Saks Fifth Avenue owner spins e-commerce site into separate business

As department stores like Saks Fifth Avenue try to get shoppers back into stores after the Covid-19 pandemic shutdowns, the shift to online sales may continue to accelerate thanks to personalization technology.

Richard Lautens | Toronto Star | Getty Images

HBC, the owner of Saks Fifth Avenue, said Friday it will split the luxury department store’s website into a separate business from its stores after it raised $500 million.

It said the venture capital firm Insight Partners has put up $500 million to take a minority stake in, valuing the business at $2 billion. Saks’ 40 brick-and-mortar stores will become a separate business known as SFA, which will remain wholly owned by HBC.

The Covid pandemic has prompted consumers to shift their spending online, with several luxury retailers showing resilience. Affluent shoppers have splurged on high-end handbags, jewelry and other accessories.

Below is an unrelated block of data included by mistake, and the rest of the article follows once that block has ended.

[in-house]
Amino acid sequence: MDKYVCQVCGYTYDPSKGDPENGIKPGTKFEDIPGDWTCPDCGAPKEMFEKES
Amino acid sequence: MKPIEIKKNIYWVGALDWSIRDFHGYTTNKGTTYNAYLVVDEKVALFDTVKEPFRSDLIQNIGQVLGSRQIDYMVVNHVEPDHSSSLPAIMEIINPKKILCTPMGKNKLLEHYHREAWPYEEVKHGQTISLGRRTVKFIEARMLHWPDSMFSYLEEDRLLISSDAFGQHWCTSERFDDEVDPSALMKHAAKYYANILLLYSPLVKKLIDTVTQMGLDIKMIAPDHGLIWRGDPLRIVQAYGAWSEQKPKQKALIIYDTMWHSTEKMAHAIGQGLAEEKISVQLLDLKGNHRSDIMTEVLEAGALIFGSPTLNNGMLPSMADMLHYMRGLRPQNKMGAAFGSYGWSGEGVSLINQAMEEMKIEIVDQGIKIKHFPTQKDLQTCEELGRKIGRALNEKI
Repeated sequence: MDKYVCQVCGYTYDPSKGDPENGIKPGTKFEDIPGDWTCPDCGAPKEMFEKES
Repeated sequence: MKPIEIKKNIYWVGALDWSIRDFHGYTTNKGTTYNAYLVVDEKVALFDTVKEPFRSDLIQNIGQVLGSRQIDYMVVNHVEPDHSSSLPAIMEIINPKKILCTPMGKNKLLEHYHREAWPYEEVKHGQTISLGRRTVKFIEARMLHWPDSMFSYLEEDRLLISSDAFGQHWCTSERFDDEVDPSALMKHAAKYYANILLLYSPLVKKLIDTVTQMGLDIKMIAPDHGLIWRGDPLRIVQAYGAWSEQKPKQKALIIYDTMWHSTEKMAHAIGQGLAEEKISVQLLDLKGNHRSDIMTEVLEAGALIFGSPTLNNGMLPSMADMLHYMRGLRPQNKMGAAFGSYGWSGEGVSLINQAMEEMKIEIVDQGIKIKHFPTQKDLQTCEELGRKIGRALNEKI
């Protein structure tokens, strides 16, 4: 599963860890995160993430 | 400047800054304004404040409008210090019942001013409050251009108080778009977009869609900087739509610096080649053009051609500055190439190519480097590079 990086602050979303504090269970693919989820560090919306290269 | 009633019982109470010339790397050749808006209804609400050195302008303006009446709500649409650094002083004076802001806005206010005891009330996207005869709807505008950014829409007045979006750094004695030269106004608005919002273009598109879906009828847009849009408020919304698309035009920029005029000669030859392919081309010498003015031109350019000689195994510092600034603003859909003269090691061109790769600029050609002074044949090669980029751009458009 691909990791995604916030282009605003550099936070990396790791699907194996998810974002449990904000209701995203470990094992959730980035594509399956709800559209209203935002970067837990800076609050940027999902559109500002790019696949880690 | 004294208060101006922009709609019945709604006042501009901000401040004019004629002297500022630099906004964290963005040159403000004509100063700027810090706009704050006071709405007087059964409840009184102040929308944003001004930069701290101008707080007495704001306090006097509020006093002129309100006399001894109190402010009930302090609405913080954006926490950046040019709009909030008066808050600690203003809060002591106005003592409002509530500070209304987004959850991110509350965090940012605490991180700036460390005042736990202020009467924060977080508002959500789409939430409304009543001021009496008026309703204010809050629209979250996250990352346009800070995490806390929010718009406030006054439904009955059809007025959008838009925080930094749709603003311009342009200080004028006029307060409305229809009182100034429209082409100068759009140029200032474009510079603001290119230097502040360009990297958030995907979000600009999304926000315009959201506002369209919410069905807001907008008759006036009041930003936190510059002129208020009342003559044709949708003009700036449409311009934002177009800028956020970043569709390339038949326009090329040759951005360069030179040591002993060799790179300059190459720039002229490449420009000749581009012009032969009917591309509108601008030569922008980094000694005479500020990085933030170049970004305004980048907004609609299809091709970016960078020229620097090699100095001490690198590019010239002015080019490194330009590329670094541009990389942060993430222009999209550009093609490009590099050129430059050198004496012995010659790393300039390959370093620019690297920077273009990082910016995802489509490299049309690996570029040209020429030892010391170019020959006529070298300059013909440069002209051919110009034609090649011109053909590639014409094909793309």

“Luxury ecommerce is poised for exponential growth,” HBC CEO Richard Baker said in a statement.

Marc Metrick, who was chief executive of the combined Saks businesses, is set to become CEO of the new digital company. Former Amazon exec Sebastian Gunningham is joining the e-commerce company’s board, and Saks veteran Larry Bruce has been appointed president of the SFA business, reporting to Baker.

HBC was taken private last year by a group of shareholders that includes Baker. HBC also owns the Hudson’s Bay department store chain in Canada, and the discount business Saks Off Fifth.

“Luxury ecommerce is an exceptionally resilient high-growth sector,” said Insight Partners’ Managing Director Deven Parekh.

Some of Insight Partners’ other investments include the tech and software companies Shopify and Qualtrics.

Source: CNBC